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COLUMN: ‘Tis the season for poinsettias

Rosanne LoParco
Sentinel columnist
Posted 12/25/22

The poinsettia, one of the most recognizable plants, is the top-selling potted plant in the United States.

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COLUMN: ‘Tis the season for poinsettias


The poinsettia, one of the most recognizable plants, is the top-selling potted plant in the United States. The Aztecs cultivated this plant in Mexico, long before Europeans came to the Western Hemisphere.

The Aztecs used the bracts of the plant for a purple dye and the plant’s latex sap to fight fevers. Joel Poinsett, a botanist and the first U.S. Minister to Mexico, sent some plants to his home in South Carolina and the plant became established here. National Poinsettia Day is December 12th and recognizes Mr. Poinsett’s contribution to the holiday season.

Modern varieties of this plant are not as fussy to take care of as they used to be.

Today’s poinsettias bloom earlier and last longer. In addition, thanks to plant breeding, poinsettias come in different colors other than the popular red. The modified “leaves” are called bracts and at the center of the bracts are the yellow flowers of the plant. The color of the plant is associated with the leaves and not the flowers. With proper care, you can enjoy poinsettias for many weeks or up to several months.

Plant needs

Poinsettias prefer indirect, natural daylight, at least six hours a day. Avoid direct sun as this may fade the color. Consider a window shade or a sheer curtain to diffuse the light. This plant is sensitive to temperature fluctuations. Do not place the plants near a heat source and protect from drafts.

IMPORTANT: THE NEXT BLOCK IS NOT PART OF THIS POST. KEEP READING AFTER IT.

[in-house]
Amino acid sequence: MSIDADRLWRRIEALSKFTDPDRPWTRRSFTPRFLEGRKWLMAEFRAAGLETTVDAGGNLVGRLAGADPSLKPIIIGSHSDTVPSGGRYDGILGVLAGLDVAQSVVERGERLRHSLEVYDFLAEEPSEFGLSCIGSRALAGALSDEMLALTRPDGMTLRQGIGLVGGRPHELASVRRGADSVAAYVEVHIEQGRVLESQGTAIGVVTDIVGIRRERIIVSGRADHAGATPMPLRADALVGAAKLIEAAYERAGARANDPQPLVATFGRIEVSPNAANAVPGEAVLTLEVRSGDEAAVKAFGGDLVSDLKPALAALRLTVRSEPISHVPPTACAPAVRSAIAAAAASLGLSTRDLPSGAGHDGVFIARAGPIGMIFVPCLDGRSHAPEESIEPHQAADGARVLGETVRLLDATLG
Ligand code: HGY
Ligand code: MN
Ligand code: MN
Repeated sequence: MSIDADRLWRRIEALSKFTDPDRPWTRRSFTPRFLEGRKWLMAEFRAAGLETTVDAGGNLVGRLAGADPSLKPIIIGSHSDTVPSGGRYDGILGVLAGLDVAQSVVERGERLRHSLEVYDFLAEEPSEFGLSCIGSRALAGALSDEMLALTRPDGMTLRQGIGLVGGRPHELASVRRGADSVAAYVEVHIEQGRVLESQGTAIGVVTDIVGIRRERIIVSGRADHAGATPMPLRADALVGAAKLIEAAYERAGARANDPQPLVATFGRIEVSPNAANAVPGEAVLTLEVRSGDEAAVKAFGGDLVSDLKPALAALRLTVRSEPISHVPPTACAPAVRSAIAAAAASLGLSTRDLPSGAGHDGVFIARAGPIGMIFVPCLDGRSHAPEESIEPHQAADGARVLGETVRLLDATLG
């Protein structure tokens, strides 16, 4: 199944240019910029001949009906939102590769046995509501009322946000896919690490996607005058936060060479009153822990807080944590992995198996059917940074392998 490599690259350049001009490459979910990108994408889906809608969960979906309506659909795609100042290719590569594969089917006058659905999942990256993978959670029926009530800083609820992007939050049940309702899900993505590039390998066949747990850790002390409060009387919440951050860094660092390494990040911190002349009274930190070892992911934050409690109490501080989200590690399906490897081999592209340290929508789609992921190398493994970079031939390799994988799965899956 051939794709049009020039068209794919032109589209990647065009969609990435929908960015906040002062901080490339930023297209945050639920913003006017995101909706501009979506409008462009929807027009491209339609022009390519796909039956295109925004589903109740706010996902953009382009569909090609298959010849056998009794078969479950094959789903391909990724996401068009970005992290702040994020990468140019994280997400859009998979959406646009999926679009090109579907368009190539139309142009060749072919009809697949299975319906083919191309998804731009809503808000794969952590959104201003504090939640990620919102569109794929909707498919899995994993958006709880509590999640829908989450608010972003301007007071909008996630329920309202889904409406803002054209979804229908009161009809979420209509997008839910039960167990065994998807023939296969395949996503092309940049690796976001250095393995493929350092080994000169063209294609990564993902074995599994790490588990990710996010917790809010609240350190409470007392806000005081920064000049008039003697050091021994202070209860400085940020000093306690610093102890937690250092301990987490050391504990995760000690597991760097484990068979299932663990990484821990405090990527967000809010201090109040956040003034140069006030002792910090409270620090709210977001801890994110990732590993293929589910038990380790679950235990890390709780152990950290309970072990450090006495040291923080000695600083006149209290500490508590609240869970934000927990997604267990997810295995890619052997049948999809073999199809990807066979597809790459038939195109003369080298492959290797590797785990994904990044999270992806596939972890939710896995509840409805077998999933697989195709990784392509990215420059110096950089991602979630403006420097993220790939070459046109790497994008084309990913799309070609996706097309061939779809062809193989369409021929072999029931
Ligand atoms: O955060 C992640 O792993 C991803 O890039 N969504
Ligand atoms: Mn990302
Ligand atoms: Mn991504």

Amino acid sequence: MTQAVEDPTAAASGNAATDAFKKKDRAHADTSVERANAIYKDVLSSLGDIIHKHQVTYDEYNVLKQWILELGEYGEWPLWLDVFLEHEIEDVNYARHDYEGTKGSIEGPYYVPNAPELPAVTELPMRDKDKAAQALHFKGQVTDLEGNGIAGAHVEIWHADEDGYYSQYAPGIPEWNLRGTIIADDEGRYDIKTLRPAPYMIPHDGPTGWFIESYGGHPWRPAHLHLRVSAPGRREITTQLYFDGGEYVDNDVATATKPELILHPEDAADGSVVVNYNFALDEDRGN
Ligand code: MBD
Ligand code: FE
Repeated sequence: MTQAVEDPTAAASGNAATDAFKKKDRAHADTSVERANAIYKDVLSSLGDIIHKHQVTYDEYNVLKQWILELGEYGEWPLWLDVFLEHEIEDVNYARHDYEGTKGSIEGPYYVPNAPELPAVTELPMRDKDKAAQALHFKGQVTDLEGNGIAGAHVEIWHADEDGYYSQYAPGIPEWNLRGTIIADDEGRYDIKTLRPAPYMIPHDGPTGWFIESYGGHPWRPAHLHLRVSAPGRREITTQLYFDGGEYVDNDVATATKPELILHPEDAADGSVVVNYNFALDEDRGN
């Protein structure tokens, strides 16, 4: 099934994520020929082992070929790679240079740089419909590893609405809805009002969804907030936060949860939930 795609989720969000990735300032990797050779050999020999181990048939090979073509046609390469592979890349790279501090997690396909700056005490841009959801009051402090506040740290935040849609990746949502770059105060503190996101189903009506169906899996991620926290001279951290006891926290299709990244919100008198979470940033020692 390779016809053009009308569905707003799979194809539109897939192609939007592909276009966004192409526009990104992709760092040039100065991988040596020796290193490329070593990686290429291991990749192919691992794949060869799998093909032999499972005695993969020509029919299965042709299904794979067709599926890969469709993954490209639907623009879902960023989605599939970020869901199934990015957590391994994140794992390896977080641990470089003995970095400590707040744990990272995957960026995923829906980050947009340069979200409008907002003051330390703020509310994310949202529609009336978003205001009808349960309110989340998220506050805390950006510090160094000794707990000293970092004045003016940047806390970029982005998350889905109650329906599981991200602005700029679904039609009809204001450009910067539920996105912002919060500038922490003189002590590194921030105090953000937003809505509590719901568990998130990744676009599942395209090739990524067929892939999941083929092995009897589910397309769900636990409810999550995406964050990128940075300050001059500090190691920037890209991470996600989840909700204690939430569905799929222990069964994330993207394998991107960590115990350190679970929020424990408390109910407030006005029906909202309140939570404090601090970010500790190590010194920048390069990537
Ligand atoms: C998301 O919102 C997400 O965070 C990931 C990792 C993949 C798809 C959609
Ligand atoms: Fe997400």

Ideal temperatures are about 70 degrees F during the day and 60 to 65 degrees F. at night. Poinsettias do not need to be fertilized while they are blooming. Promptly remove any fallen and/or damaged leaves.


Overwatering is the major cause of death for this plant. Poinsettias need moderately moist soil. Check plants every day and water thoroughly whenever the soil feels dry to the touch. Do not allow the plant to sit in standing water. If the container is wrapped with foil or paper, remove it when watering and check the container to be sure it has drainage holes.

Other issues

These plants are sensitive to temperatures. If you are delivering a plant as a gift, be sure the plants are well wrapped or add a protected plastic sleeve for the trip, especially if the temperatures are approaching 35 degrees F. Remove the plastic cover promptly to prevent the slender stalks of the plant of bending downward which can stress the plant.

Technically, poinsettias are not considered poisonous.

However, there can be issues if the plant is consumed or if the sap comes in contact with the skin. The plant has a milky, latex-like sap that can irritate the skin or the eyes. If ingested, any parts of the plants can cause degrees of stomach discomfort. This is why the recommendation is to keep these plants away from pets and small children.

Celebrate National Poinsettia Day by giving a gift of this plant to someone on your holiday list; or better yet, buy one for yourself! Happy holidays!

Cornell Cooperative Extension Oneida County answers home and garden questions which can be emailed to or call 315-736-3394, press 1 and ext. 333. Leave your question, name and phone number. Questions are answered weekdays, 8am to 4pm. Also, visit our website at or phone 315-736-3394, press 1 and then ext.100.


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